My grandfather was a doctor, the old fashioned kind.  He made house calls, some of them on horseback. He delivered all the babies in town. He drank whiskey and smoked smelly cigars. He was brilliant and gruff and I loved him.

My grandmother was sweet, smart, and cultured. She graduated from college in 1916. She played piano beautifully, and despaired at my lack of musical talent. I took lessons for years and still can’t play.

She insisted I call her “grandmother.” Once I called her “granny”  and she was not amused.

It was a different time then. Quieter. There were two channels on their TV, neither of which came in very well. We never watched it. I was never bored.

Their house was full of books, none particularly suitable for a girl my age, but fascinating nonetheless.

After I finished all the Nancy Drew books I brought with me, I would start on their bookshelves. First I sampled my mother’s old college textbooks, one of which was Bocaccio’s “Decameron”. If you haven’t read it, it’s very risque. Very.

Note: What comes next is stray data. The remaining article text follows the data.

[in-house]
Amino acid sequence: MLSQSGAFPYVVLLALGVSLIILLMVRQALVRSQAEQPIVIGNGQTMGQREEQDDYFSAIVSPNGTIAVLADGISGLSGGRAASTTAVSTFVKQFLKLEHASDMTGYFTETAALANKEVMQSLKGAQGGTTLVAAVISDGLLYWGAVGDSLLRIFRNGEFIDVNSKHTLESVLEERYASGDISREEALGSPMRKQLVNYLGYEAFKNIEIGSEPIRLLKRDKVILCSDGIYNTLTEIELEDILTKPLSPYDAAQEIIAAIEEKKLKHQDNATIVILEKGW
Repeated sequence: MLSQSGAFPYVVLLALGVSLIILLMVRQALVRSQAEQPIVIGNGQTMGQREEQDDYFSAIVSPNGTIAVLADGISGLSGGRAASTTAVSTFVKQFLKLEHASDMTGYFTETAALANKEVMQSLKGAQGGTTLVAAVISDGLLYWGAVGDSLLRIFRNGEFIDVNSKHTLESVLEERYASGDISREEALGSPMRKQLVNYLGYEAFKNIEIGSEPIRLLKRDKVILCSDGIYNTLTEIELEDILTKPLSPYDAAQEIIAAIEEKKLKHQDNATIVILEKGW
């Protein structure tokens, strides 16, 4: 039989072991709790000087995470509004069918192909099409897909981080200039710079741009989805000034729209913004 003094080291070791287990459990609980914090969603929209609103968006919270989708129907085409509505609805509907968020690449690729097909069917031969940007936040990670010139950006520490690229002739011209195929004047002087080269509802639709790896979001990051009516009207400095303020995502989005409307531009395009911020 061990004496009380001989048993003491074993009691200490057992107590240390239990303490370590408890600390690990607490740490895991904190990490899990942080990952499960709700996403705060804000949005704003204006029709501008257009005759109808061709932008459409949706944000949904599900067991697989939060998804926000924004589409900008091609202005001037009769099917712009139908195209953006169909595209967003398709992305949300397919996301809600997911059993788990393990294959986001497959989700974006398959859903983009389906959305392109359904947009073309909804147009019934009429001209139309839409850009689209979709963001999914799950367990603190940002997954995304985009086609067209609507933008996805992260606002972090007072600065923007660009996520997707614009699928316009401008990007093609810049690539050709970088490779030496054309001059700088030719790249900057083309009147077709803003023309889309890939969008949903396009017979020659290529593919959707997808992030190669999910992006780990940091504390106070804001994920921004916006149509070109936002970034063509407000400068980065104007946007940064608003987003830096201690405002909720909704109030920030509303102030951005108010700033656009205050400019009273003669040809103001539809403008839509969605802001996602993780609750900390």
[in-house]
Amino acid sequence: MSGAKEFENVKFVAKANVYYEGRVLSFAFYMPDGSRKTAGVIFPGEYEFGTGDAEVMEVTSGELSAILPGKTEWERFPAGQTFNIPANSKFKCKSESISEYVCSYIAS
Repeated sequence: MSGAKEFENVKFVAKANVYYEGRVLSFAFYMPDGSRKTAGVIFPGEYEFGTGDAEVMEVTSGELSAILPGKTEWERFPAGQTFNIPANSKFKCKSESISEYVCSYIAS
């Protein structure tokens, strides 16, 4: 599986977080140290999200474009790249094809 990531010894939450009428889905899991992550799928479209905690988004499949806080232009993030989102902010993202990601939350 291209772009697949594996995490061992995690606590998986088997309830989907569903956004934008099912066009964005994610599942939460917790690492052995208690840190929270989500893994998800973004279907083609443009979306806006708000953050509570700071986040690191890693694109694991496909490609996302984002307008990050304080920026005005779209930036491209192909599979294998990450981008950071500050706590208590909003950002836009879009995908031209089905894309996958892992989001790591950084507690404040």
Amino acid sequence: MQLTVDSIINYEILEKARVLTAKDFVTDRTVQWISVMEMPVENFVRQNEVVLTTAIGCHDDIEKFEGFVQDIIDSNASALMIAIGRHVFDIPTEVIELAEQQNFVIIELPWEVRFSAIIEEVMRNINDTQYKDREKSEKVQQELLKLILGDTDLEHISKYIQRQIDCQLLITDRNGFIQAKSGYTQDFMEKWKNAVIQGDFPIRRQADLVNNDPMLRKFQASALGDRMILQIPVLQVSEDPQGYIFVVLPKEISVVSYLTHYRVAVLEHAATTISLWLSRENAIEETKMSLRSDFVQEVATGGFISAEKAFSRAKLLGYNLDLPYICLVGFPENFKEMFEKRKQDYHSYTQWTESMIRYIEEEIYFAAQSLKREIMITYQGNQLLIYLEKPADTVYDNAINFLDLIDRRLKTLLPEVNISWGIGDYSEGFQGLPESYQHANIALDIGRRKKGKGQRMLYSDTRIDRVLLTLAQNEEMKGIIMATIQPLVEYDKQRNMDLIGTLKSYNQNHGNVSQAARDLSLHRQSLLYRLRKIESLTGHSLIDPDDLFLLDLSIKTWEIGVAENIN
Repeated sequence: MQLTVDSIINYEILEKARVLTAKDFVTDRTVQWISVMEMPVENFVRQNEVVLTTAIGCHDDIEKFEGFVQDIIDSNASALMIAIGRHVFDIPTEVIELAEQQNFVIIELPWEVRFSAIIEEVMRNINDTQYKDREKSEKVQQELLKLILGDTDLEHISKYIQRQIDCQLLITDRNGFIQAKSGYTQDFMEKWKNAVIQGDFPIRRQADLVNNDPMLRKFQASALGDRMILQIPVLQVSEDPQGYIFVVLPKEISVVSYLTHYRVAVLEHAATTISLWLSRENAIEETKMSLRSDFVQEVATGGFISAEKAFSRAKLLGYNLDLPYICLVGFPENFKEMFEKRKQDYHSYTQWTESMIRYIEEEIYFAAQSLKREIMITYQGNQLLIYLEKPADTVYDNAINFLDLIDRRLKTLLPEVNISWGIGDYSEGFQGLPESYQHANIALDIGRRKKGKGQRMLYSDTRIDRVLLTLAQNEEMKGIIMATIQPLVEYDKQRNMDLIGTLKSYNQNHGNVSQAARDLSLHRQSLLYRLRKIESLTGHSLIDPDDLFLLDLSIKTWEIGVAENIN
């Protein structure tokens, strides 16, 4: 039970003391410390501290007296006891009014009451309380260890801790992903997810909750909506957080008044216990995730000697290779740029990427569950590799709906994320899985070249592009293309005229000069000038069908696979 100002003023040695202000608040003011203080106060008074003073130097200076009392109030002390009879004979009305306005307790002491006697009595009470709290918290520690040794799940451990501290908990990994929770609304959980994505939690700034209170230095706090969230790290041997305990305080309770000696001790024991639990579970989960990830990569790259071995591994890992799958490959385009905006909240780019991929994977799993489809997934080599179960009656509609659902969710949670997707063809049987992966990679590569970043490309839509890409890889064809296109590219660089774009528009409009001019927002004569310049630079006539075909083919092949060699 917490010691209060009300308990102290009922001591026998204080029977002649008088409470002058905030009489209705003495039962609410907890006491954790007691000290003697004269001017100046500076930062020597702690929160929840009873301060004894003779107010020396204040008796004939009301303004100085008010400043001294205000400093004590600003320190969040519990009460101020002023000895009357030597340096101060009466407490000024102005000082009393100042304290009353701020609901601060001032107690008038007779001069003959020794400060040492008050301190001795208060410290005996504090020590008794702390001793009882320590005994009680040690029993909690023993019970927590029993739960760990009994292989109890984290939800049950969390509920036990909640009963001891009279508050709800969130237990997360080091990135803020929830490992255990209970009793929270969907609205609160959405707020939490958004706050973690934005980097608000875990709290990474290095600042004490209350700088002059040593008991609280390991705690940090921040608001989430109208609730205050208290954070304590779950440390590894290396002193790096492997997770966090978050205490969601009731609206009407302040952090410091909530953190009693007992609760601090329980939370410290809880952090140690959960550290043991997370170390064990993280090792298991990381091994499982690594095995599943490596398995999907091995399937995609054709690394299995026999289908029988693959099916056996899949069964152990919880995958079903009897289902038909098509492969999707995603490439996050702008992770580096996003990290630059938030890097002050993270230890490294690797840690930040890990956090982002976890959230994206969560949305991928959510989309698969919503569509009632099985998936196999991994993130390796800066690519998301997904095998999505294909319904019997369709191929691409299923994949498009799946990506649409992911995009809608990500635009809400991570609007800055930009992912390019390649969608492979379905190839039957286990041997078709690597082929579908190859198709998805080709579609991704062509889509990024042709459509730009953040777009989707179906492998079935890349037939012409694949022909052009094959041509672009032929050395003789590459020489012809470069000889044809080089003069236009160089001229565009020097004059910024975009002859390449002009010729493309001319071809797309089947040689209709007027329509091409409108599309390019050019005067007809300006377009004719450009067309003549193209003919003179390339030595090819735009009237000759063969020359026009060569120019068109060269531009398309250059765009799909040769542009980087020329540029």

This copy was graphically illustrated.

My grandmother never said anything to me, but she must have seen me reading it because it disappeared. Hasn’t been seen since.

Then I would start on the Reader’s Digest Condensed Books. Wonderful for a kid. I read years of Best Sellers and remember many of them, especially “The Haunting of Hill House” by Shirley Jackson. I didn’t sleep for a week.

But my favorite book of all was a well worn paperback copy of “The 100 Best-Loved Poems of All Time.”  I read that thing over and over again.

I’ll wager almost every poem I’ve posted here was in that book.  It taught me to love poetry. There aren’t many books like that.

I’ve tried to find a copy, but I’m sure it’s long out of print. I did find a something similar and have ordered copies for myself and my grown children. I will insist they leave it around for their own kids to find. The best present a “grandmother” could give.  🙂